Nakajima didn't give up. They began work on a project called Project-Z. The plans were quite decent, but none sufficient engines were found, changing the design a little bit. It still was stunningly big for an WWII airplane. The G10N Fugaku (mount Fuji, sounds scary) was approved by the Japanese military. The project was enormous. It's capabilities were quite impressive for it's times. Even now they are very good.
General characteristics
  • Crew: 6 to 10
Fugaku: 7 to 8
  • Length: 44.98 m (147 ft 7 in)
Fugaku: 39.98 m (131 ft)
  • Wingspan: 64.98 m (213 ft 2 in)
Fugaku: 62.97 m (207 ft)
  • Height: 8.77 m (28 ft 9 in)
  • Wing area: 352.01 m2 (3,789.0 sq ft)
Fugaku: 330 m2 (3,552.09 sq ft)
  • Aspect ratio: 12.1
  • Empty weight: 65,000 kg (143,300 lb)
Fugaku: 33,800 kg (74,516.24 lb)
  • Gross weight: 122,000 kg (268,964 lb)
Fugaku: 42,000 kg (92,594.15 lb)
  • Max takeoff weight: 160,000 kg (352,740 lb)
Fugaku: 70,000 kg (154,323.58 lb)
  • Powerplant: 6 × Nakajima Ha-54 36-cyl. air-cooled radial piston engines, 3,700 kW (5,000 hp) each at take-off
Fugaku: 6x Nakajima NK11A 18-cyl. air-cooled radial piston engines developing 2,500 hp (1,864 kW) at take-off
  • Propellers: 6-bladed contra-rotating constant speed propellers, 4.5 m (14 ft 9 in) diameter
Fugaku: 4-bladed constant speed propellers 4.8 m (16 ft) diameter
Performance
  • Maximum speed: 679 km/h (422 mph; 367 kn) at 10,000 m (32,808 ft)
Fugaku: 779 km (484 mi)at 10,000 m (32,808 ft)
  • Range: 17,999 km (11,184 mi; 9,719 nmi) maximum
Fugaku: 19,400 km (12,055 mi)
  • Service ceiling: 15,000 m (49,213 ft)
  • Wing loading: 456.99 kg/m2 (93.60 lb/sq ft)
Fugaku: 211.89 m² (43.4 lb/ft²)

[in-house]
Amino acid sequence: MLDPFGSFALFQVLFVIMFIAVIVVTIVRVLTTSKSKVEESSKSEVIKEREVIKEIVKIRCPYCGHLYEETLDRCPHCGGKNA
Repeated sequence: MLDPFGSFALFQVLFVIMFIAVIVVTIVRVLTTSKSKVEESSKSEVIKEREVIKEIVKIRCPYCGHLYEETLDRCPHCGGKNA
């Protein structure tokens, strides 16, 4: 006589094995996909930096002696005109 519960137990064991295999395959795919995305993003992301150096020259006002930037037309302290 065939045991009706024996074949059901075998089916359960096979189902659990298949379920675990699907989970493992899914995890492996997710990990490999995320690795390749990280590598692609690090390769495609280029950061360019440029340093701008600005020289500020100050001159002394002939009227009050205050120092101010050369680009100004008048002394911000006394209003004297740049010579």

Fugaku: 0.118 kW/kg (0.07 hp/lb)
Armament
  • Guns: 4× 20mm Type 99 cannon
  • Bombs: 20,000 kg (44,092 lb) of bombs
In the autumn of 1943, works on production facilities began. The project wasn't however considered so important, many top Japanese engineers didn't work on it at all, or where moved to different projects. The US army was closing Japan, different aircraft were more important and project abandoned. The documentation of the plane was obviously destroyed.
No.2 Convair  XC-99 (1 built)
Oversized B-36
Convair XC-99
Photo by USAF from Wikipedia
 Source: Wikipedia and USAF


Based on the B-36, it was the biggest piston engine powered airplane, only smaller than the Hughes Hercules. Designed by engineers led by Roberts R. Hoover began work in California. The hangar they used was to small. That just means, that this plane is awesomely big. Yes, indeed. The design with six engines turned back, the design was meant to produce more "pushing" power.Check out the specifications:
General characteristics
Performance
The plane was used in an impressive mission called "operation Elephant", transporting over 40 thousand tonnes of cargo (engines and other stuff used in building B-36 Peacemakers). XC-99 flew 19000 kilometres from Rhein AB to California, stopping twice. The XC-99 attracted everyone everywhere it went.
The USAF itself said they don't need such a big plane. One was only built as you have noticed. The XC-99 was retired in 1957 and is now preserved in Ohio.
No.3 McDonnell Douglas MD-12 (0 built)
The McDonnell Douglas Jumbo Jet
McDonnell Douglas MD-12
Courtsey of Anynobody and Wikipedia.
Three viewsSame author and page as above.
The MD Donnell Douglas designers have shown a new design in 1991, it was basically a larger and modified MD-11. They called it MD-12X. The aircraft was meant to carry about 400 passengers. The MD-12 would be built out of composite material. The engines were placed like in the MD-11, MD Donnell Douglas designers didn't go so creative. Soon they changed it into a classic, A380 or 747 design. They also thought of the baggage hold to be in a way prepared for carrying passengers. In addition the cabin would have an area called the Panorama Deck, where 54 passengers could enjoy a view down. The tickets would have probably been very expensive, around 1000 Euros for a flight from Paris or London to New York, I guess. In the end a view of the Atlantic Ocean is probably very boring.The production was meant to start in 1994 and plane to fly in 1995. Eventually MD Douglas didn't have enough money and plans were deleted. Bye Bye oversized MD-12.
To make you happy, look at the specs:
General characteristics
  • Crew: 2 (pilot and co-pilot)
  • Capacity: Long range: 430 passengers (3-class) / High-capacity: 511 passengers (3-class)
  • Length: 208 ft 0 in (63.40 m)
  • Wingspan: 213 ft 0 in (64.92 m)
  • Height: 74 ft 0 in (22.55 m)
  • Wing area: 5,846 ft² (543.1 m²)